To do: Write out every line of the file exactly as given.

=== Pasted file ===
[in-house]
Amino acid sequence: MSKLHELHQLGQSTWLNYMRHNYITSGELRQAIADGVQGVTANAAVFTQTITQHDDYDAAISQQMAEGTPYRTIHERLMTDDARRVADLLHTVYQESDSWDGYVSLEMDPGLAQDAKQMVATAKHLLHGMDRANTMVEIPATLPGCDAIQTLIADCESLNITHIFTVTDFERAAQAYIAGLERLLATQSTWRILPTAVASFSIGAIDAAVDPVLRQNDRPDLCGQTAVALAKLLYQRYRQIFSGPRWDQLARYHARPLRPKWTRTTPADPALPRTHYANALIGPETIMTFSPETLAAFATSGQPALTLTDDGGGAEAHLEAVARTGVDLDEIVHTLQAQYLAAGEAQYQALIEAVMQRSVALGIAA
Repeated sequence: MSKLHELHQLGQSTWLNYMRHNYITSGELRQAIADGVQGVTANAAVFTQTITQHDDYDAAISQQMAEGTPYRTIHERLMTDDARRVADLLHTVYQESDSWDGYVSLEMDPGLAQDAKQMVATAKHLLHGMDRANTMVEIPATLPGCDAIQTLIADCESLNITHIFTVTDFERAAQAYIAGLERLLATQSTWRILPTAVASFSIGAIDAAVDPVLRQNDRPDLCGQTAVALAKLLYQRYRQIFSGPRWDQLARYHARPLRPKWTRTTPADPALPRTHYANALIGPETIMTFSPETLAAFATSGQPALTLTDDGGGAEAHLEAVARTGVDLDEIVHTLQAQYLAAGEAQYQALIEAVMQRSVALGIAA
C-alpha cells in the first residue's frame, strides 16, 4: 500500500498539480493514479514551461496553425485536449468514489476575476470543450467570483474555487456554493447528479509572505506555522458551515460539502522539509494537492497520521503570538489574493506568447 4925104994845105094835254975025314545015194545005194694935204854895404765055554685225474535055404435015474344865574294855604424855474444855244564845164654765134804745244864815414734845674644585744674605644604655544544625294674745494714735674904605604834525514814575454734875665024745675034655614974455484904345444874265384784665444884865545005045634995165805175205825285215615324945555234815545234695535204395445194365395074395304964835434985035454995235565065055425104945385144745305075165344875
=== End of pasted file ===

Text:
[in-house]
Amino acid sequence: MSKLHELHQLGQSTWLNYMRHNYITSGELRQAIADGVQGVTANAAVFTQTITQHDDYDAAISQQMAEGTPYRTIHERLMTDDARRVADLLHTVYQESDSWDGYVSLEMDPGLAQDAKQMVATAKHLLHGMDRANTMVEIPATLPGCDAIQTLIADCESLNITHIFTVTDFERAAQAYIAGLERLLATQSTWRILPTAVASFSIGAIDAAVDPVLRQNDRPDLCGQTAVALAKLLYQRYRQIFSGPRWDQLARYHARPLRPKWTRTTPADPALPRTHYANALIGPETIMTFSPETLAAFATSGQPALTLTDDGGGAEAHLEAVARTGVDLDEIVHTLQAQYLAAGEAQYQALIEAVMQRSVALGIAA
Repeated sequence: MSKLHELHQLGQSTWLNYMRHNYITSGELRQAIADGVQGVTANAAVFTQTITQHDDYDAAISQQMAEGTPYRTIHERLMTDDARRVADLLHTVYQESDSWDGYVSLEMDPGLAQDAKQMVATAKHLLHGMDRANTMVEIPATLPGCDAIQTLIADCESLNITHIFTVTDFERAAQAYIAGLERLLATQSTWRILPTAVASFSIGAIDAAVDPVLRQNDRPDLCGQTAVALAKLLYQRYRQIFSGPRWDQLARYHARPLRPKWTRTTPADPALPRTHYANALIGPETIMTFSPETLAAFATSGQPALTLTDDGGGAEAHLEAVARTGVDLDEIVHTLQAQYLAAGEAQYQALIEAVMQRSVALGIAA
C-alpha cells in the first residue's frame, strides 16, 4: 500500500498539480493514479514551461496553425485536449468514489476575476470543450467570483474555487456554493447528479509572505506555522458551515460539502522539509494537492497520521503570538489574493506568447 4925104994845105094835254975025314545015194545005194694935204854895404765055554685225474535055404435015474344865574294855604424855474444855244564845164654765134804745244864815414734845674644585744674605644604655544544625294674745494714735674904605604834525514814575454734875665024745675034655614974455484904345444874265384784665444884865545005045634995165805175205825285215615324945555234815545234695535204395445194365395074395304964835434985035454995235565065055425104945385144745305075165344875